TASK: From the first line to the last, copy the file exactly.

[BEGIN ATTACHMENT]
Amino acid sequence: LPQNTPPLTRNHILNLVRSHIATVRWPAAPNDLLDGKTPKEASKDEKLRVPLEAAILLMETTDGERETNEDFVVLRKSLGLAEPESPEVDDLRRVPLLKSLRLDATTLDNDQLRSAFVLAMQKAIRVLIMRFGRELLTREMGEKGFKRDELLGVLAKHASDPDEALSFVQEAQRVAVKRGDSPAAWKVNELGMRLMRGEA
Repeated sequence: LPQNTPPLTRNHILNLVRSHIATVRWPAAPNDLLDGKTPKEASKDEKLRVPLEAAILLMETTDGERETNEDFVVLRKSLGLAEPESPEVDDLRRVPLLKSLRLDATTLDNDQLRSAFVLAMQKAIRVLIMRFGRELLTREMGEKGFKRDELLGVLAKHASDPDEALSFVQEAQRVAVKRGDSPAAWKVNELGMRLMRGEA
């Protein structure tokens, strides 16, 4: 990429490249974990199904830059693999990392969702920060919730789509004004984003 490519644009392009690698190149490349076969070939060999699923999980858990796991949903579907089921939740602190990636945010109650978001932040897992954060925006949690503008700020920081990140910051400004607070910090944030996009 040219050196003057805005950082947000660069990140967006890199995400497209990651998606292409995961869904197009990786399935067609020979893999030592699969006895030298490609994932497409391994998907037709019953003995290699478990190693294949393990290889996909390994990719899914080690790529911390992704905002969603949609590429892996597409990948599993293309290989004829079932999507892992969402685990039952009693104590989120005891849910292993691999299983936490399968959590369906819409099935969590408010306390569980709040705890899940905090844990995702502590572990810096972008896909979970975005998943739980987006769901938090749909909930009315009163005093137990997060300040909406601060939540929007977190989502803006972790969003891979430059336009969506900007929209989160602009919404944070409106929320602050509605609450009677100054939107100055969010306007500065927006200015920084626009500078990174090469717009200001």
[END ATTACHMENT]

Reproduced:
Amino acid sequence: LPQNTPPLTRNHILNLVRSHIATVRWPAAPNDLLDGKTPKEASKDEKLRVPLEAAILLMETTDGERETNEDFVVLRKSLGLAEPESPEVDDLRRVPLLKSLRLDATTLDNDQLRSAFVLAMQKAIRVLIMRFGRELLTREMGEKGFKRDELLGVLAKHASDPDEALSFVQEAQRVAVKRGDSPAAWKVNELGMRLMRGEA
Repeated sequence: LPQNTPPLTRNHILNLVRSHIATVRWPAAPNDLLDGKTPKEASKDEKLRVPLEAAILLMETTDGERETNEDFVVLRKSLGLAEPESPEVDDLRRVPLLKSLRLDATTLDNDQLRSAFVLAMQKAIRVLIMRFGRELLTREMGEKGFKRDELLGVLAKHASDPDEALSFVQEAQRVAVKRGDSPAAWKVNELGMRLMRGEA
């Protein structure tokens, strides 16, 4: 990429490249974990199904830059693999990392969702920060919730789509004004984003 490519644009392009690698190149490349076969070939060999699923999980858990796991949903579907089921939740602190990636945010109650978001932040897992954060925006949690503008700020920081990140910051400004607070910090944030996009 040219050196003057805005950082947000660069990140967006890199995400497209990651998606292409995961869904197009990786399935067609020979893999030592699969006895030298490609994932497409391994998907037709019953003995290699478990190693294949393990290889996909390994990719899914080690790529911390992704905002969603949609590429892996597409990948599993293309290989004829079932999507892992969402685990039952009693104590989120005891849910292993691999299983936490399968959590369906819409099935969590408010306390569980709040705890899940905090844990995702502590572990810096972008896909979970975005998943739980987006769901938090749909909930009315009163005093137990997060300040909406601060939540929007977190989502803006972790969003891979430059336009969506900007929209989160602009919404944070409106929320602050509605609450009677100054939107100055969010306007500065927006200015920084626009500078990174090469717009200001």